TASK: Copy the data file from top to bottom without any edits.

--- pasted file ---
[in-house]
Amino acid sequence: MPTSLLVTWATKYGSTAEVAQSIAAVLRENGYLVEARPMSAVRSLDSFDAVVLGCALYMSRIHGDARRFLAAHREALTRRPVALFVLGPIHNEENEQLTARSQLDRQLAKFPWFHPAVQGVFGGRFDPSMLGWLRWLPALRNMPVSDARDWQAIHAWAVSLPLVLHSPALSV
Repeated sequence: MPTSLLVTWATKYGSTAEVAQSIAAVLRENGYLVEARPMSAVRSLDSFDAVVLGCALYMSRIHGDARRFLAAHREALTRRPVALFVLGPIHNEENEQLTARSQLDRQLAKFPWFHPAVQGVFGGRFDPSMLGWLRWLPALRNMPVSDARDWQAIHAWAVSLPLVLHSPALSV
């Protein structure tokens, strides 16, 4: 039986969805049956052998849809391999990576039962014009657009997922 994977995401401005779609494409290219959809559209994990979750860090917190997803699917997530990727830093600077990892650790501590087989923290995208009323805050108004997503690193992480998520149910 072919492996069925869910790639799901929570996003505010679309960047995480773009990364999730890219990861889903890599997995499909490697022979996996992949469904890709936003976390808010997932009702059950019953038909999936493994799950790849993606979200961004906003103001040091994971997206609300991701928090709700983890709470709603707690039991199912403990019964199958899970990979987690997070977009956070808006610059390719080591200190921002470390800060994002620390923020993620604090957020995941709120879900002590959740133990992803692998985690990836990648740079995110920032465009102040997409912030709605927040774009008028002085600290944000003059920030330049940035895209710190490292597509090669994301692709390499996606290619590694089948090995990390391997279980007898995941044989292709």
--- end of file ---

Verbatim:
[in-house]
Amino acid sequence: MPTSLLVTWATKYGSTAEVAQSIAAVLRENGYLVEARPMSAVRSLDSFDAVVLGCALYMSRIHGDARRFLAAHREALTRRPVALFVLGPIHNEENEQLTARSQLDRQLAKFPWFHPAVQGVFGGRFDPSMLGWLRWLPALRNMPVSDARDWQAIHAWAVSLPLVLHSPALSV
Repeated sequence: MPTSLLVTWATKYGSTAEVAQSIAAVLRENGYLVEARPMSAVRSLDSFDAVVLGCALYMSRIHGDARRFLAAHREALTRRPVALFVLGPIHNEENEQLTARSQLDRQLAKFPWFHPAVQGVFGGRFDPSMLGWLRWLPALRNMPVSDARDWQAIHAWAVSLPLVLHSPALSV
């Protein structure tokens, strides 16, 4: 039986969805049956052998849809391999990576039962014009657009997922 994977995401401005779609494409290219959809559209994990979750860090917190997803699917997530990727830093600077990892650790501590087989923290995208009323805050108004997503690193992480998520149910 072919492996069925869910790639799901929570996003505010679309960047995480773009990364999730890219990861889903890599997995499909490697022979996996992949469904890709936003976390808010997932009702059950019953038909999936493994799950790849993606979200961004906003103001040091994971997206609300991701928090709700983890709470709603707690039991199912403990019964199958899970990979987690997070977009956070808006610059390719080591200190921002470390800060994002620390923020993620604090957020995941709120879900002590959740133990992803692998985690990836990648740079995110920032465009102040997409912030709605927040774009008028002085600290944000003059920030330049940035895209710190490292597509090669994301692709390499996606290619590694089948090995990390391997279980007898995941044989292709």